Fresh Asparagus

Farmers Ploughing Veggies Into the Dirt

You’ll find lots of speculation about the implications of the COVID-19 lockdown on nutrition. Much of it promotes familiar themes about bad dietary habits. Nutrition guilt trips should be banned in the lockdown, but apparently, they’re not. However, a more interesting and related subject is how the lockdown is totally disrupting the production and distribution of good, nourishing food. In fact, because of the lockdown, farmers are ploughing veggies into the dirt.

The problem stems from a radical re-ordering of how and where we eat.

Place – A Critical Element of Marketing

The classic framework for thinking about marketing is the Five Ps: Product, Place, Price, Promotion, and People. Food marketing follows this framework to deliver the food we all consume. But in the lockdown, one element of this mix has changed drastically – Place. This element of the marketing mix is all about distribution. Where and how do we buy and consume our food? With the lockdown, suddenly we’re consuming all of our food at home.

That means that restaurants and the food service industry instantly shrank to a tiny fraction of what they used to be. As a result, farmers have lost an important set of customers for fresh dairy products, fruits, veggies, and meat. The well-oiled machine of food distribution no longer works for current demands of the marketplace.

Meanwhile, grocery stores are struggling to keep up with demand while also keeping their employees safe.

A Dramatic Impact for Farmers

The New York Times describes the effect on farmers:

In Wisconsin and Ohio, farmers are dumping thousands of gallons of fresh milk into lagoons and manure pits. An Idaho farmer has dug huge ditches to bury 1 million pounds of onions. And in South Florida, a region that supplies much of the Eastern half of the United States with produce, tractors are crisscrossing bean and cabbage fields, plowing perfectly ripe vegetables back into the soil.

Food policy wonks might have been wrong to totally vilify the food service and restaurant industry. It turns out that they were feeding a whole lot of people fresh, wholesome, and nourishing food. Now, all of that good food, earmarked for this channel of distribution, has nowhere to go. Food waste is soaring. Farmers are ploughing veggies into the dirt. Customers for them have seemingly disappeared.

The Price of Cheap Food

We are learning a hard lesson. America has some of the cheapest food in the world. One of the reasons is that we have food distribution systems that are very efficient. Huge quantities of food move from farm to markets at a low cost – but with little room for error.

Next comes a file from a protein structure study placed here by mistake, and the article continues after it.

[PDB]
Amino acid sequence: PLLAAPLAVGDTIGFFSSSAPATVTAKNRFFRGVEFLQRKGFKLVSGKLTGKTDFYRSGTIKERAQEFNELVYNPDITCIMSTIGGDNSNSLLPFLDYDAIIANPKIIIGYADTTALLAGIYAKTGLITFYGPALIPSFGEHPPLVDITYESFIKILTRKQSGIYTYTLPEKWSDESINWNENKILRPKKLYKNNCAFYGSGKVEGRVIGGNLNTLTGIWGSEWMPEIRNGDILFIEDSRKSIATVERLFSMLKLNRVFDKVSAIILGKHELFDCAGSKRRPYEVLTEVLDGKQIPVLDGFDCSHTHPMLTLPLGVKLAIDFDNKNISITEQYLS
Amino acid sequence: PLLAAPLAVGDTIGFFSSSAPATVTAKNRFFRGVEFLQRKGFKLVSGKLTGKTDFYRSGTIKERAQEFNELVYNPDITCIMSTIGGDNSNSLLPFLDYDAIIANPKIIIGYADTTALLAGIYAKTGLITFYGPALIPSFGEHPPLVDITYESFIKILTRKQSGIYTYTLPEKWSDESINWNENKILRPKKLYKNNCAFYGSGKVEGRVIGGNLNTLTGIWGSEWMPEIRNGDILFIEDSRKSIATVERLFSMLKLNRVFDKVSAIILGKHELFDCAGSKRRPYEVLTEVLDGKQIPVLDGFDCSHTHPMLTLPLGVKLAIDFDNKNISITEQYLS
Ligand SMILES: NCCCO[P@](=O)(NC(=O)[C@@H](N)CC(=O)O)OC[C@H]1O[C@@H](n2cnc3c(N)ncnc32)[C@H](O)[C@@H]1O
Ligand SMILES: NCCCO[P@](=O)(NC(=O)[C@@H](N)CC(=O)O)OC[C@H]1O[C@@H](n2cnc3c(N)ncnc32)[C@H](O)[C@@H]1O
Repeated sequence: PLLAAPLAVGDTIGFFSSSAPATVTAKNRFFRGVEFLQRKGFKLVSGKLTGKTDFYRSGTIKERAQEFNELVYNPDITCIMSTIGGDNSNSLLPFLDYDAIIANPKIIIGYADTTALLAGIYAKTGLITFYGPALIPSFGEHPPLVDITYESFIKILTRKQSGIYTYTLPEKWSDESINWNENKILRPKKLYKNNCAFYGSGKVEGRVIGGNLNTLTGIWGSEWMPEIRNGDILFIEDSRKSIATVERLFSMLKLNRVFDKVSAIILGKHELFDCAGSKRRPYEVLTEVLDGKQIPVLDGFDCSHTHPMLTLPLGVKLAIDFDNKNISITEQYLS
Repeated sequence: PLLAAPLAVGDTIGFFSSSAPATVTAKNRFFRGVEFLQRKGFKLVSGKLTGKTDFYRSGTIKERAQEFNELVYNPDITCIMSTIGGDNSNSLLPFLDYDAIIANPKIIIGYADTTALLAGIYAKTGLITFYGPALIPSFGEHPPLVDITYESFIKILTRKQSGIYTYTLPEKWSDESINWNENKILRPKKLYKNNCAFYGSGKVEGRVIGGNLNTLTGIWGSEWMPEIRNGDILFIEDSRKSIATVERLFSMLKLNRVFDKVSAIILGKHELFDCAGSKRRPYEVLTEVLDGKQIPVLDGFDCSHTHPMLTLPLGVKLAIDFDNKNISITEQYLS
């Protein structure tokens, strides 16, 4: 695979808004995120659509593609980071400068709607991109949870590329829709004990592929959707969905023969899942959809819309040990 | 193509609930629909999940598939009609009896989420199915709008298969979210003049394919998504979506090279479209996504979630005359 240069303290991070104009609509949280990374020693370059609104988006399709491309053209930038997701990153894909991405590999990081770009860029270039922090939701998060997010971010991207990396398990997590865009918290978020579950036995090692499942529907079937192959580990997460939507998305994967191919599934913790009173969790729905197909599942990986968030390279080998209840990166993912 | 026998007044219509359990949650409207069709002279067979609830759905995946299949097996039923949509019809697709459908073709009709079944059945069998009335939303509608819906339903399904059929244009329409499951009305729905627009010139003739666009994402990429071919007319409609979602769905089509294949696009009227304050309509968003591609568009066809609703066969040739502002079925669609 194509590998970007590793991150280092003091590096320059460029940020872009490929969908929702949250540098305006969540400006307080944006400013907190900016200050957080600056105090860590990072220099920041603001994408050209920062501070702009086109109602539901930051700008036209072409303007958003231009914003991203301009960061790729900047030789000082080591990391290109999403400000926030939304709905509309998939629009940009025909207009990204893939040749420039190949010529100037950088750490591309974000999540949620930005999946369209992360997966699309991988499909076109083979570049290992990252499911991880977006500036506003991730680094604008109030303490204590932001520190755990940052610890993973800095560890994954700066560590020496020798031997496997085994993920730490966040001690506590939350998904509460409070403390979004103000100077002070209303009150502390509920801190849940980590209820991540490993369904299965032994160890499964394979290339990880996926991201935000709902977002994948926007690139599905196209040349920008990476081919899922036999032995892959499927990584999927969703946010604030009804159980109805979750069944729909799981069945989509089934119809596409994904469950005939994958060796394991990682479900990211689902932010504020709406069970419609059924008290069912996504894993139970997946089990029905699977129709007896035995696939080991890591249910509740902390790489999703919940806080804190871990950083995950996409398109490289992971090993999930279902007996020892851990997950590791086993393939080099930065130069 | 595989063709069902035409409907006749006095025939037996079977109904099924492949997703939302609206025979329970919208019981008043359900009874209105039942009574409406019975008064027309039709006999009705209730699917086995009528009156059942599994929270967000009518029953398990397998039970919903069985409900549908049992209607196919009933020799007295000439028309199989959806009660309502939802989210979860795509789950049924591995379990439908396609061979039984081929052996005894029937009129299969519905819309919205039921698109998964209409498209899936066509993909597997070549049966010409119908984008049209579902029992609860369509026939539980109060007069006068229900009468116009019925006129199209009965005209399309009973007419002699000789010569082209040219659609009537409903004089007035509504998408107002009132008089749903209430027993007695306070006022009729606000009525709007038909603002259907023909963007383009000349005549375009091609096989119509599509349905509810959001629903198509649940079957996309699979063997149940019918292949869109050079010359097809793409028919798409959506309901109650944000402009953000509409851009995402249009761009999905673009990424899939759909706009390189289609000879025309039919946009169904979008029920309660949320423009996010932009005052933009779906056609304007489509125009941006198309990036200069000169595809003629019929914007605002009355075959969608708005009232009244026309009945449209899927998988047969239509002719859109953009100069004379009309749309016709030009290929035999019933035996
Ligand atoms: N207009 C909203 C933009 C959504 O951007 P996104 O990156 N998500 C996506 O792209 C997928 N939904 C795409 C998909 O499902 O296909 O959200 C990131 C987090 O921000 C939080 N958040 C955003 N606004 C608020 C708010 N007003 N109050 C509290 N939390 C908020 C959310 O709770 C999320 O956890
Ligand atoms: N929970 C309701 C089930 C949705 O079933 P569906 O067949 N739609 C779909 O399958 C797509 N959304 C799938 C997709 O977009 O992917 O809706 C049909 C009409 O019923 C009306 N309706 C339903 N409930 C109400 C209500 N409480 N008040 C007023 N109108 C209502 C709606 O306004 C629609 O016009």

With so little room for error, the system breaks down when a huge change happens as suddenly as it did with the lockdown. Some will argue that this is just a blip. The old order will return soon.

However, we doubt it. We suspect that this disruption of the food supply will rumble around the world. Hunger and poor nutrition are likely to become much bigger problems. If you have doubts, the miles-long lines for food pantries should dispel them.

Click here for more from the Times, here for more from Quartz, and here for more from CNN International.

Fresh Asparagus, photograph © Wendy / flickr

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April 13, 2020

2 Responses to “Farmers Ploughing Veggies Into the Dirt”

  1. April 13, 2020 at 11:24 pm, Chester Draws said:

    One of the features of CV19 is how things that happen all the time are now news.

    We had many thousands die every year of lung infections. No-one much took any notice. Now we are counting every one.

    Farmers routinely plough crops back. The margins are so tight that often its better to do that than pick them. The NYT reporters probably know so little about farming that they think this is a new thing — and so set out to alarm us just that bit more.

    One feature of these stories is the total lack of numerical context. What amount is being ploughed back — 5% or 50%. What amount is normally not picked?

    I refuse to be alarmed by such news stories until I am given some numbers, not just someone somewhere being alarmed.

  2. April 14, 2020 at 3:47 am, Ted said:

    Thanks, Chester. Informed is good. Alarmed, not always so good. It all depends on the action you take.